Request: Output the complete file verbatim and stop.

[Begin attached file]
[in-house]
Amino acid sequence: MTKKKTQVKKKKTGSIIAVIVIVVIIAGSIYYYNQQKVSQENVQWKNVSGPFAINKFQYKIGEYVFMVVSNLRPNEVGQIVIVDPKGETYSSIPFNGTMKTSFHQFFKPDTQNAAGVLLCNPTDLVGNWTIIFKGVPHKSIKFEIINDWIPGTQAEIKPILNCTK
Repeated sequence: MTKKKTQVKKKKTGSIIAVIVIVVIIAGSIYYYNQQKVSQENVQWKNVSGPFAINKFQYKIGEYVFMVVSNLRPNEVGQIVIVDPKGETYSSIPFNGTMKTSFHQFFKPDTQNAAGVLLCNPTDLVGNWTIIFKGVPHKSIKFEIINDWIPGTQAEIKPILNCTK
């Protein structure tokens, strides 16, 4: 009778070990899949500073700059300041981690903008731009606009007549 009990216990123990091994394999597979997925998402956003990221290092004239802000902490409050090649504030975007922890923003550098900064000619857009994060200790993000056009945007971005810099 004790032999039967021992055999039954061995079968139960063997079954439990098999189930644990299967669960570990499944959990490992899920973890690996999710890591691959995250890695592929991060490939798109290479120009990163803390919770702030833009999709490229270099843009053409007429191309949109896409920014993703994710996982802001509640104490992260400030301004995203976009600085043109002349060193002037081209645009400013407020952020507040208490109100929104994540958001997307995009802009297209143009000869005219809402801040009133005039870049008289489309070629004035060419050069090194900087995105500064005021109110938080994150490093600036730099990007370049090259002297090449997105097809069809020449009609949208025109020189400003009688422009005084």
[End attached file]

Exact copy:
[in-house]
Amino acid sequence: MTKKKTQVKKKKTGSIIAVIVIVVIIAGSIYYYNQQKVSQENVQWKNVSGPFAINKFQYKIGEYVFMVVSNLRPNEVGQIVIVDPKGETYSSIPFNGTMKTSFHQFFKPDTQNAAGVLLCNPTDLVGNWTIIFKGVPHKSIKFEIINDWIPGTQAEIKPILNCTK
Repeated sequence: MTKKKTQVKKKKTGSIIAVIVIVVIIAGSIYYYNQQKVSQENVQWKNVSGPFAINKFQYKIGEYVFMVVSNLRPNEVGQIVIVDPKGETYSSIPFNGTMKTSFHQFFKPDTQNAAGVLLCNPTDLVGNWTIIFKGVPHKSIKFEIINDWIPGTQAEIKPILNCTK
């Protein structure tokens, strides 16, 4: 009778070990899949500073700059300041981690903008731009606009007549 009990216990123990091994394999597979997925998402956003990221290092004239802000902490409050090649504030975007922890923003550098900064000619857009994060200790993000056009945007971005810099 004790032999039967021992055999039954061995079968139960063997079954439990098999189930644990299967669960570990499944959990490992899920973890690996999710890591691959995250890695592929991060490939798109290479120009990163803390919770702030833009999709490229270099843009053409007429191309949109896409920014993703994710996982802001509640104490992260400030301004995203976009600085043109002349060193002037081209645009400013407020952020507040208490109100929104994540958001997307995009802009297209143009000869005219809402801040009133005039870049008289489309070629004035060419050069090194900087995105500064005021109110938080994150490093600036730099990007370049090259002297090449997105097809069809020449009609949208025109020189400003009688422009005084």